The nation’s top intelligence boss claims former government contractor Edward Snowden did not raise concerns internally with the National Security Agency before going public on clandestine surveillance programs last year.
The Director of National Intelligence, James Clapper, said Snowden’s decision to leak thousands of classified documents detailing secret domestic and foreign surveillance methods is “potentially the most massive and most damaging theft of intelligence information in the nation’s history” that is causing government agents “to see changes in the communications behavior of adversaries, particularly and most disturbingly, terrorists.”
Clapper blasted Snowden for not raising concerns internally before going public, something several intelligence officials have raised in the past. Some, including President Obama, have asserted Snowden would have been protected by whistleblower laws. While there are laws that allow members of the intelligence community to raise concerns about classified programs, none of the laws protect from retaliation, as noted by The Washington Post.
Still, Snowden denies he didn’t raise concerns internally.
“The NSA at this point not only knows I raised complaints, but that there is evidence that I made my concerns known to the NSA’s lawyers,” Snowden said in an interview published by Vanity Fair in April. “I did some of it through email. I directly challenge the NSA to deny that I contacted NSA oversight and compliance bodies directly via email and that I specifically expressed concerns about their suspect interpretation of the law.”
Snowden approached reporters at the Washington Post and Guardian newspapers with thousands of classified documents as early as last March, according to reports. The first story based on Snowden’s disclosures was published in June and dealt with a previously publicized, but little understood, domestic surveillance program by which the federal government had been receiving call data from every Verizon Wireless customer. Though documents released at the time specifically named Verizon, it is widely believed that the government has similar orders for every major telephone company in the nation.
Other disclosures shed light on previously unheard of mass surveillance programs, including a tool called PRISM that allowed intelligence agents to surreptitiously collect Internet communications by tapping into several American tech companies, including Apple, Google, Yahoo and Microsoft.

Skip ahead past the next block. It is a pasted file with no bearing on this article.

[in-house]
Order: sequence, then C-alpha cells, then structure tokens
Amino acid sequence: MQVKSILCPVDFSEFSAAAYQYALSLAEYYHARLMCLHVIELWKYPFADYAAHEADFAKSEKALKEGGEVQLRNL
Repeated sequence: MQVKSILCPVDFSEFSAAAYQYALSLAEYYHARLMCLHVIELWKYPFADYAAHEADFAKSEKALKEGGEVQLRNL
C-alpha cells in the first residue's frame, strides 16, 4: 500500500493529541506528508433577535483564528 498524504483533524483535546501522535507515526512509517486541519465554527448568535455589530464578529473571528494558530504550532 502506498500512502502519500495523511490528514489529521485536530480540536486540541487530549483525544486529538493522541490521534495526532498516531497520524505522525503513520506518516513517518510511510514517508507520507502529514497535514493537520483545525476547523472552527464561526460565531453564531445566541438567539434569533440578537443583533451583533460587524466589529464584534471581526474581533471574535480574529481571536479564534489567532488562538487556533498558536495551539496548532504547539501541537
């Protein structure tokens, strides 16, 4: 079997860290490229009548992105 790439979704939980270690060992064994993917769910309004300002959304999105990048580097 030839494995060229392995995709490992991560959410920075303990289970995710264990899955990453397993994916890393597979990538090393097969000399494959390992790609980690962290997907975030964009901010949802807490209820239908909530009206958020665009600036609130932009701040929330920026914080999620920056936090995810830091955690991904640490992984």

The disclosures prompted public discourse from the technology community, privacy advocates and lawmakers as to whether the intelligence community was overreaching in its foreign surveillance programs or, in the case of the bulk telephone data program, breaking the law and violating the constitution. Though intelligence officials and the president blasted Snowden for his disclosures, almost everyone agreed that the conversation that was born from the disclosures was a positive thing and it even led Obama to order a complete overhaul of the bulk telephone collection program, which is expected to be put in place later this year.
Clapper admits that news articles that published information based on Snowden’s leaks revealed significant intelligence operations, but said many of the first news stories were “inaccurate, misleading or incomplete in how they characterize intelligence activities.”
The Washington Post and Guardian newspapers were awarded the prestigious Pulitzer Prize For Public Service award for their series of reports based on the Snowden documents. In a statement, Snowden praised the journalists who for 10 months have tenaciously reported on the documents he took from the NSA.
“We owe it to the efforts of the brave reporters and their colleagues who kept working in the face of extraordinary intimidation, including the forced destruction of journalistic materials, the inappropriate use of terrorism laws, and so many other means of pressure to get them to stop what the world now recognizes was work of vital public importance,” Snowden said. “This decision reminds us that what no individual conscience can change, a free press can. My efforts would have been meaningless without the dedication, passion, and skill of these newspapers, and they have my gratitude and respect for their extraordinary service to our society. Their work has given us a better future and a more accountable democracy.”
Snowden was criminally charged under the Espionage Act. He is currently living in Moscow under temporary political asylum.